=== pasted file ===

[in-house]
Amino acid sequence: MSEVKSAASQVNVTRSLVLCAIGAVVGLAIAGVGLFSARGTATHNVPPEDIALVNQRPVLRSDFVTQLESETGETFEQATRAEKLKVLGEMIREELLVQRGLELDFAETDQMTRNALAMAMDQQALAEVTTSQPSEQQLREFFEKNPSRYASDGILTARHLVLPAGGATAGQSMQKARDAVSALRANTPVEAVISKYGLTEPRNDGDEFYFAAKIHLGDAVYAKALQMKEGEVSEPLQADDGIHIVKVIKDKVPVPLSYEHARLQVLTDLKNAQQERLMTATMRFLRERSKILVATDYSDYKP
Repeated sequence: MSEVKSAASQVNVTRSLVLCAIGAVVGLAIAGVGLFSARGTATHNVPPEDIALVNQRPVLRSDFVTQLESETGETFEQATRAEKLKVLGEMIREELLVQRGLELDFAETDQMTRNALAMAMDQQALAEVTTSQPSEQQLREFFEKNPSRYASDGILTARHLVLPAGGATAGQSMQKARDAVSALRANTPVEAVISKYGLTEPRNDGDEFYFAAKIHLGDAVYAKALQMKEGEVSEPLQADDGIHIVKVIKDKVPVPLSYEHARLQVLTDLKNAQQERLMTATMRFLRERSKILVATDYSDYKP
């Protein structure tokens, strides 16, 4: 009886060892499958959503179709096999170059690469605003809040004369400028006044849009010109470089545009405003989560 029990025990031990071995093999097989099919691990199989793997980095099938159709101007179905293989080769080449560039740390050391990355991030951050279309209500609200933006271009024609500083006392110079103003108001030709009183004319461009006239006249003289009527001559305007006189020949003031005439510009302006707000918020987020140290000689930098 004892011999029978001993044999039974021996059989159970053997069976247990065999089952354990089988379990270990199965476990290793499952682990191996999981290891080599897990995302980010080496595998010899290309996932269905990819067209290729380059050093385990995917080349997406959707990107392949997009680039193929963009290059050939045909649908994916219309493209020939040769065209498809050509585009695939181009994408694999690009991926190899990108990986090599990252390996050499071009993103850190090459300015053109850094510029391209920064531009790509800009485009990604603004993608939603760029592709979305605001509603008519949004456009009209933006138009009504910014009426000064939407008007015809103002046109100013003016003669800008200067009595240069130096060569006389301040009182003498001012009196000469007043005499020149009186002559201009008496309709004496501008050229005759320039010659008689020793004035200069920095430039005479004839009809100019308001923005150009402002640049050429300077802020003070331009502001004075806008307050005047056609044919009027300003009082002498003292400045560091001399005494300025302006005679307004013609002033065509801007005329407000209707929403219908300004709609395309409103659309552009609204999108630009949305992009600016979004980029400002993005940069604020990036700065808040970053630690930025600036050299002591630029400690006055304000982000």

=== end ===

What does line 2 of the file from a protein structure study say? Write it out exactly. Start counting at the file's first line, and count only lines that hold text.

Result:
Amino acid sequence: MSEVKSAASQVNVTRSLVLCAIGAVVGLAIAGVGLFSARGTATHNVPPEDIALVNQRPVLRSDFVTQLESETGETFEQATRAEKLKVLGEMIREELLVQRGLELDFAETDQMTRNALAMAMDQQALAEVTTSQPSEQQLREFFEKNPSRYASDGILTARHLVLPAGGATAGQSMQKARDAVSALRANTPVEAVISKYGLTEPRNDGDEFYFAAKIHLGDAVYAKALQMKEGEVSEPLQADDGIHIVKVIKDKVPVPLSYEHARLQVLTDLKNAQQERLMTATMRFLRERSKILVATDYSDYKP